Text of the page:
The Fushimi Inari shrine is an impressive place literally covered with massive orange shrines (and covered with tourists as well). When we went there, we half deliberately took a wrong turn and ended up walking a narrow dirt path into the woods for a couple of hours. In several places along the path were fantastic shrines to the fox protectors or Fushimi Inari. A multitude of small Torii with these male and female fox statues wearing red aprons. This is my best approximation of what these felt like.
In the Shintoist shrines in Kyoto (and, I’m assuming, elsewhere in Japan) there often are these beautiful little basins with wooden ladles in front of them that worshippers use to clean their hands. When I walked into this temple near Gion after nightfall I was struck by the contrast between the clear wood of the ladles and the dark surroundings. I shot from above, not really seeing what I was framing. It turned out to be more interesting than I thought, in a quasi abstract way.
Wandering around Gion at night, I stumbled upon this large temple complex (I think it’s the Yasaka Shrine.) In particular, the numerous paper lantern on this dance stage illuminated the area in a really cool way. I waited for some passers by and got this shot out of it, which I find really moody.
*Kimonos & Vending Machine*
There are so many vending machines in the streets of Japan, that I was bound to encounter something very traditional in front of a vending machine. It’s likely that these ladies are Chinese tourists disguised in kimonos rather than authentic Japanese ladies, but still, the clash between ancient and modern is quite on display here…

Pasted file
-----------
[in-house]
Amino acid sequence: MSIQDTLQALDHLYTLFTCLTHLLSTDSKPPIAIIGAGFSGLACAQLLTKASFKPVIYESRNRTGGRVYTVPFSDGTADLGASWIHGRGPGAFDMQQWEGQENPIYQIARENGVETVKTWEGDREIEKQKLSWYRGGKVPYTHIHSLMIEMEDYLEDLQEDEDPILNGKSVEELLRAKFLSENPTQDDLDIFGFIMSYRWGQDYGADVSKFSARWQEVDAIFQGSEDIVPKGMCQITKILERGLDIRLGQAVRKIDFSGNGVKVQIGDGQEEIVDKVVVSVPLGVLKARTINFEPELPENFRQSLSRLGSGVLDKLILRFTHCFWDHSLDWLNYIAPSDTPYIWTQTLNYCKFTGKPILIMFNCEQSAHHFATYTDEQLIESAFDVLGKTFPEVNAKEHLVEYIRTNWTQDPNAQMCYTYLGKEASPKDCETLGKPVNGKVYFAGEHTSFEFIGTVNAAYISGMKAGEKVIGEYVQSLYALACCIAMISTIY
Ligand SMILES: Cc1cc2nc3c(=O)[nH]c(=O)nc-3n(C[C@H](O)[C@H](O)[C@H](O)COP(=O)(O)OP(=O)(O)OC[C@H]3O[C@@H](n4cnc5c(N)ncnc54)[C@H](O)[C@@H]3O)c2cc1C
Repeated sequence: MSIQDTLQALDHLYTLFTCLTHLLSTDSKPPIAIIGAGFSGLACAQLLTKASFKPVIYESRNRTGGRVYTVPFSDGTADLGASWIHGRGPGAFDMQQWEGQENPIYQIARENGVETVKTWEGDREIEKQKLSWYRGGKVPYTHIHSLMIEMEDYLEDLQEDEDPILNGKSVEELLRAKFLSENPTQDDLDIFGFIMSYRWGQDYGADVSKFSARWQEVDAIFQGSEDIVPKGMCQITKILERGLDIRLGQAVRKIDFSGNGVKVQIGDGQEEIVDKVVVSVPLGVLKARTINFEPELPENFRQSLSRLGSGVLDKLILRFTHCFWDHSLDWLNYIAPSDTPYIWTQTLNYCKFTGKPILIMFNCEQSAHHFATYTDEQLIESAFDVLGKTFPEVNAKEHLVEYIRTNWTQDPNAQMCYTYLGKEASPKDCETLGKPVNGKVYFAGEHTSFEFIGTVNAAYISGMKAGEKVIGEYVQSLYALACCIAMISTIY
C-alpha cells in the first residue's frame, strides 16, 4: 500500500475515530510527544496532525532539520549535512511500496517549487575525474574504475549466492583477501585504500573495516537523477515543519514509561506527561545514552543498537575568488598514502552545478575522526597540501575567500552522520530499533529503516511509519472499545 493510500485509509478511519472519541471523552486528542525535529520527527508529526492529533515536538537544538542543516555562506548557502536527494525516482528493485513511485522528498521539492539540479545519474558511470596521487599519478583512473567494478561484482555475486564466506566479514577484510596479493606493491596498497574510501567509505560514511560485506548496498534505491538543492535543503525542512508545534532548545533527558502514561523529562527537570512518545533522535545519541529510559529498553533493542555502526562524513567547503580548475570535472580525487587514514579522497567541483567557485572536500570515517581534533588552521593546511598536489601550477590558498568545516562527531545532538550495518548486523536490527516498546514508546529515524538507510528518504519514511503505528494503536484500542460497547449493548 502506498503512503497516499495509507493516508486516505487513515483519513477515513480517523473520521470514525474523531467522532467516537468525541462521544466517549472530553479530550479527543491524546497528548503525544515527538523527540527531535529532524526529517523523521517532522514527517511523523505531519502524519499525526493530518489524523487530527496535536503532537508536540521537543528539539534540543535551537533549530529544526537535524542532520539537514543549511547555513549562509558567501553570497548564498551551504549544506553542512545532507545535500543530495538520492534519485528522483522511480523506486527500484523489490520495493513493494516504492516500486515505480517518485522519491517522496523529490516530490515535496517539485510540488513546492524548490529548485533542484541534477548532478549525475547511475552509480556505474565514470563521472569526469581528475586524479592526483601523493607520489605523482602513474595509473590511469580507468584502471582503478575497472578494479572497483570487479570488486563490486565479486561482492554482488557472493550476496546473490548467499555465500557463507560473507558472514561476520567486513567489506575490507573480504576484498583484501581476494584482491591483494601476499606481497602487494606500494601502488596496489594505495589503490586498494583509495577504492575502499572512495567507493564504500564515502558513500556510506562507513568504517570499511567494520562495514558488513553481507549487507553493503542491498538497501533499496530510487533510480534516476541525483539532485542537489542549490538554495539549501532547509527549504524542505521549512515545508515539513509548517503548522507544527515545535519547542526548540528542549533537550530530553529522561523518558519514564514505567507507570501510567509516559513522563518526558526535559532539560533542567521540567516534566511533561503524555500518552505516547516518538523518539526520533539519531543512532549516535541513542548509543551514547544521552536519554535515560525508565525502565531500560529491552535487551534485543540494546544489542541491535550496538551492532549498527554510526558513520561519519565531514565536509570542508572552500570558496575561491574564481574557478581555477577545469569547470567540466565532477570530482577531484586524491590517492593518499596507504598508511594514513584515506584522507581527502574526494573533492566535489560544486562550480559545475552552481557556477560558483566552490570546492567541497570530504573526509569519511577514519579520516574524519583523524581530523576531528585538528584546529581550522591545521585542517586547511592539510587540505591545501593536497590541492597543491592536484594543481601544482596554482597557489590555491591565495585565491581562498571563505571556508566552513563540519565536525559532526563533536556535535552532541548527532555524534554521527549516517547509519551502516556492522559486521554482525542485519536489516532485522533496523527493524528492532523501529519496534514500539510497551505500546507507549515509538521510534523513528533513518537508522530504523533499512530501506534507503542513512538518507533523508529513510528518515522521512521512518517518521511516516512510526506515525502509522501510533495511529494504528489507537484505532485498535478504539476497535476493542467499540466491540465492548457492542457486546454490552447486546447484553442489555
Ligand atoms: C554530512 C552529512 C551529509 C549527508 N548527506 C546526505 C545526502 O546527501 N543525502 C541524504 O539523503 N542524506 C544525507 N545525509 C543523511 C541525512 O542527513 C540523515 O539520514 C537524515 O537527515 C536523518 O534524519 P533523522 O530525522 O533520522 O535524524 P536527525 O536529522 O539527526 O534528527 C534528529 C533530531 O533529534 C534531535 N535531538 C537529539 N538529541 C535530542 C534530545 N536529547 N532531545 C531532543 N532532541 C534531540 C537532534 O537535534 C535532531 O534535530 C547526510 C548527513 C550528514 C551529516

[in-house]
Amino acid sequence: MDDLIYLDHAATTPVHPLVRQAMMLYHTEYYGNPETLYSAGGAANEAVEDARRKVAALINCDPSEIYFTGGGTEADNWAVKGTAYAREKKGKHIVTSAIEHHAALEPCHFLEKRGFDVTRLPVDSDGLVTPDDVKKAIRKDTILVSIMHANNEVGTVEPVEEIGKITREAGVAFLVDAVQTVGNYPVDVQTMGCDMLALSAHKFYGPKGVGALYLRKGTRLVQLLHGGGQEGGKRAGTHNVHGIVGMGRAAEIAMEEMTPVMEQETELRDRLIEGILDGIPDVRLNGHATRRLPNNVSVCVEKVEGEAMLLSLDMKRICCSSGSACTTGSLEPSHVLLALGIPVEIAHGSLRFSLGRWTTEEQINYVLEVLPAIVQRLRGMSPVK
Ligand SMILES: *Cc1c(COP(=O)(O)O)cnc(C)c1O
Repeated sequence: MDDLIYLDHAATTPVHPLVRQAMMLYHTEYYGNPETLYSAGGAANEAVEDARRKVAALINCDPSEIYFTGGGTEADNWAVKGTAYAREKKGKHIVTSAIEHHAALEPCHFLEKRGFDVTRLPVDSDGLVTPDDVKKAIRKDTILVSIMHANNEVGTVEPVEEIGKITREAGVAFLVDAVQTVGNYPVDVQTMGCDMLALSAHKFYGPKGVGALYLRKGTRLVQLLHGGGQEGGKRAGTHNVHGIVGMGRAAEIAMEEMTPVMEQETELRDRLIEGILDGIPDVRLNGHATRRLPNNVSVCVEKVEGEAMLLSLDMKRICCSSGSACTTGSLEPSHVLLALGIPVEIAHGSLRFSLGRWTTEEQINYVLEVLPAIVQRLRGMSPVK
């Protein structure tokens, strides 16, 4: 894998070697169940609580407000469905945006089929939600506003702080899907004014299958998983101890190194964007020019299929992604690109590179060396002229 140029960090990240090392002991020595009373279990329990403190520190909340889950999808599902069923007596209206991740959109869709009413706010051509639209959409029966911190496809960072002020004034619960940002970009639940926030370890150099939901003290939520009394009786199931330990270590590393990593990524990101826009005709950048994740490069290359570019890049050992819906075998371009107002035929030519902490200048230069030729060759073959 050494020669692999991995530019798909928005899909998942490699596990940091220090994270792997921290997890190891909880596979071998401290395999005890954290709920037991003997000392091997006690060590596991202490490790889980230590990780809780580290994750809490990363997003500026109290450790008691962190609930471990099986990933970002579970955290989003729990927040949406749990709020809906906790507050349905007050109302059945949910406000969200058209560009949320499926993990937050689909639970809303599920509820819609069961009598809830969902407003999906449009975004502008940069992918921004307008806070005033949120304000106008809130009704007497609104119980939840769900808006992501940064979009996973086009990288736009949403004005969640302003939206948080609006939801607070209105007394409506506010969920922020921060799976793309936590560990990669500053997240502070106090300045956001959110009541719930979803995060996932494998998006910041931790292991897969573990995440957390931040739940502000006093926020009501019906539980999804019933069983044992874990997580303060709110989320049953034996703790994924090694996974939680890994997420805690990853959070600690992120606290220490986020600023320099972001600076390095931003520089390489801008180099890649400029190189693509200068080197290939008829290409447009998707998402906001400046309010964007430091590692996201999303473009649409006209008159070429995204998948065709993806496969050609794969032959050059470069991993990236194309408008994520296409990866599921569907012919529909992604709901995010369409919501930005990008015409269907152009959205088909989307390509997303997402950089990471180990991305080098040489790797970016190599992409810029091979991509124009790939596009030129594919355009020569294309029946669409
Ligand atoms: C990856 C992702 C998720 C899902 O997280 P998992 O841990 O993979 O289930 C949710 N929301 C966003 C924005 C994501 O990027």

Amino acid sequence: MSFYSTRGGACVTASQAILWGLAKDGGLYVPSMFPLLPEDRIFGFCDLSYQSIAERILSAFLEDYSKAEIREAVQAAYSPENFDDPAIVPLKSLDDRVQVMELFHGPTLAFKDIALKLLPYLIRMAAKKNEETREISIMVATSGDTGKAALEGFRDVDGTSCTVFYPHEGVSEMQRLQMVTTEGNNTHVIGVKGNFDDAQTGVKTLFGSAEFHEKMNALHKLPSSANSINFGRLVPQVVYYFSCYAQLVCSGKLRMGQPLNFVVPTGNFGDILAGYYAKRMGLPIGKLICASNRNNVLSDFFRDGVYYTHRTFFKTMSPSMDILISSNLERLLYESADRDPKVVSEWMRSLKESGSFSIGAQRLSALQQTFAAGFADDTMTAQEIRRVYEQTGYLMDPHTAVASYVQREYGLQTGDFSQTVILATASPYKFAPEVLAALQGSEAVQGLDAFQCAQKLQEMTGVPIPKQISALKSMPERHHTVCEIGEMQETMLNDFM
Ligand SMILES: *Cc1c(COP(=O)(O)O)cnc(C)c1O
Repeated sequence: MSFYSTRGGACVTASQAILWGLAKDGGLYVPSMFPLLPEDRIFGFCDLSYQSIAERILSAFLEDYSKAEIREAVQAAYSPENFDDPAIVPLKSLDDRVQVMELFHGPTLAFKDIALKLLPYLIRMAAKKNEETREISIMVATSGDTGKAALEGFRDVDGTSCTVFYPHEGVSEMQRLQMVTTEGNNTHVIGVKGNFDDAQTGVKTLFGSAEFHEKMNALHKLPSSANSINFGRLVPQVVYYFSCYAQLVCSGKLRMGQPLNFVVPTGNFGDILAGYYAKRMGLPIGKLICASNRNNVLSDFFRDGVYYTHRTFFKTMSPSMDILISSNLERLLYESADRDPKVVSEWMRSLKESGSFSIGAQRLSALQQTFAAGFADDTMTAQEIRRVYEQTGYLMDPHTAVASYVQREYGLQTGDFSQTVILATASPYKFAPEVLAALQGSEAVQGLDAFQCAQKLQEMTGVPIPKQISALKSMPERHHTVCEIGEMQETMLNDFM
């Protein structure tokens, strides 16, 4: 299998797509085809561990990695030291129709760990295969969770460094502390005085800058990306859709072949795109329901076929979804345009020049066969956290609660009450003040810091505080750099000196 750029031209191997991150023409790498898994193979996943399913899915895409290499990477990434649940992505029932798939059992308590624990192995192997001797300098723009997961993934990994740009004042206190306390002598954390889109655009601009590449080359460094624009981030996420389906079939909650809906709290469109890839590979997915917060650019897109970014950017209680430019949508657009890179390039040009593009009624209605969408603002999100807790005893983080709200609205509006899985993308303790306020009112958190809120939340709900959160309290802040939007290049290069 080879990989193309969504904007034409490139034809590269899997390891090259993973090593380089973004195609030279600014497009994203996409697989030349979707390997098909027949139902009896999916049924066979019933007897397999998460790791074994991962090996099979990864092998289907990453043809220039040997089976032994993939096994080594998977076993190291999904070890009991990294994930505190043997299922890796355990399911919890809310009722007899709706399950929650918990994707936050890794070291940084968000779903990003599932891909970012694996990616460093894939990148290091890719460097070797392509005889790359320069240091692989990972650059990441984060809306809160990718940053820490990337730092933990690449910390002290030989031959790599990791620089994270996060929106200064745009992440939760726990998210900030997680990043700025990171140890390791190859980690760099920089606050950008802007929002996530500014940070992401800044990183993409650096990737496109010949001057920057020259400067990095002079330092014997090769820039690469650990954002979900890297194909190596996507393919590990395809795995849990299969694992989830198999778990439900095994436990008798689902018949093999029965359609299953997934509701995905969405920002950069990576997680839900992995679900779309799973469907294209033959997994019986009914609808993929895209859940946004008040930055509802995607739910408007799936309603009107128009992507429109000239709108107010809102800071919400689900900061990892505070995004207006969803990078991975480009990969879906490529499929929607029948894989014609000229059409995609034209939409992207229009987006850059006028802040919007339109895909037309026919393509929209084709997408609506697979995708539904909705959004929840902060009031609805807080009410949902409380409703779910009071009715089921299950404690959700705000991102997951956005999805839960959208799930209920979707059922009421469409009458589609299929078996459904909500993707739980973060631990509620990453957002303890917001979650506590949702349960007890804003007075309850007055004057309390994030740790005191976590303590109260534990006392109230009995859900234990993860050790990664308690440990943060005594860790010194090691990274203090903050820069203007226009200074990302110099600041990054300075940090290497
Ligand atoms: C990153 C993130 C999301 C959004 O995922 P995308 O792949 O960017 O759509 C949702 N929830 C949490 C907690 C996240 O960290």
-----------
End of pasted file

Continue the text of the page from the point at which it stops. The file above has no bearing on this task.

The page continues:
Sometimes what’s interesting in a potential shot is not the subject (or not only the subject) but the way the light hits the subject. In Kyomizu-dera in Kyoto there were many interesting subjects, but this one combined traditional Japanese architecture and interesting light…
*The Temple and the Pinetree*
The weather wasn’t exactly the best when I visited the Kinkaku-jin, also known as the Golden Temple in Kyoto. But maybe that overcast subdued light contributes to a certain atmosphere that a blazing temple in the bright light might not have conveyed. It was overcrowded when we got there, but I immediately spotted the pinetree on its little island as a possible call and response to the temple itself, hence the title and the composition.
The pervasive smell of burnt incense is part of the amazing sensory experience of Buddhist temples. This was shot on instinct as I was near blinded by the light coming through the scaffolding at Kyomizu-dera.
In Kyoto I discovered that temples had an entirely different character at night. Some areas are unlit (and even my XT3 isn’t good enough to shoot those without a tripod) but some areas are lit selectively, which makes for really moody shots. This guy was hurrying to visist every shrine and offer a quick prayer.
I would have loved to do a long exposure shot of this zen garden at the back of Nijo Castle, but tripods were (understandably) not allowed, so I had to make do with stabilization. Still, I quite like the end result, benefiting from a rare ray of sunlight.
Ever since I was a teenager I was fascinated with Sengoku era Japan. Visiting Nijo castle brought back all of these fantasy images of samurais and ninjas, and even though intellectually I know how different from reality these images are, the visit brought me back to my childhood dreams. I kept trying to capture evocative images rather than descriptive ones, and this one falls in that camp.